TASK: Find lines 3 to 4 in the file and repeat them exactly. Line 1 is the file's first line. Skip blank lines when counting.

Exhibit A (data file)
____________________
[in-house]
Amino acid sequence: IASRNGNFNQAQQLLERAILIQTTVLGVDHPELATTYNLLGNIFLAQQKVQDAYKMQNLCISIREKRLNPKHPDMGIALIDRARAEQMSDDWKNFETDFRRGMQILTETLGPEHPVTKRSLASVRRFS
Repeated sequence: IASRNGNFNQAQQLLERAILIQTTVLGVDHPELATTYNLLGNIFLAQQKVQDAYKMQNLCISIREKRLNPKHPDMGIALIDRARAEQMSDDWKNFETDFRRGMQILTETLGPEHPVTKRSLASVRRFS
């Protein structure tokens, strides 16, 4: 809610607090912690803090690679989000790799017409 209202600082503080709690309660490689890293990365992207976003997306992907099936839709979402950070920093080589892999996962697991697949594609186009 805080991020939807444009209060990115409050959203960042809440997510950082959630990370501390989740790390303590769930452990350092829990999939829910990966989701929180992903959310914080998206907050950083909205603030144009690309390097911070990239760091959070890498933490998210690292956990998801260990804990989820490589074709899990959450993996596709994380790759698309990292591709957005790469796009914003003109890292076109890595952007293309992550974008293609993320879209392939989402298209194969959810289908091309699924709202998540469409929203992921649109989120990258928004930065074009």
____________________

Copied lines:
Repeated sequence: IASRNGNFNQAQQLLERAILIQTTVLGVDHPELATTYNLLGNIFLAQQKVQDAYKMQNLCISIREKRLNPKHPDMGIALIDRARAEQMSDDWKNFETDFRRGMQILTETLGPEHPVTKRSLASVRRFS
């Protein structure tokens, strides 16, 4: 809610607090912690803090690679989000790799017409 209202600082503080709690309660490689890293990365992207976003997306992907099936839709979402950070920093080589892999996962697991697949594609186009 805080991020939807444009209060990115409050959203960042809440997510950082959630990370501390989740790390303590769930452990350092829990999939829910990966989701929180992903959310914080998206907050950083909205603030144009690309390097911070990239760091959070890498933490998210690292956990998801260990804990989820490589074709899990959450993996596709994380790759698309990292591709957005790469796009914003003109890292076109890595952007293309992550974008293609993320879209392939989402298209194969959810289908091309699924709202998540469409929203992921649109989120990258928004930065074009």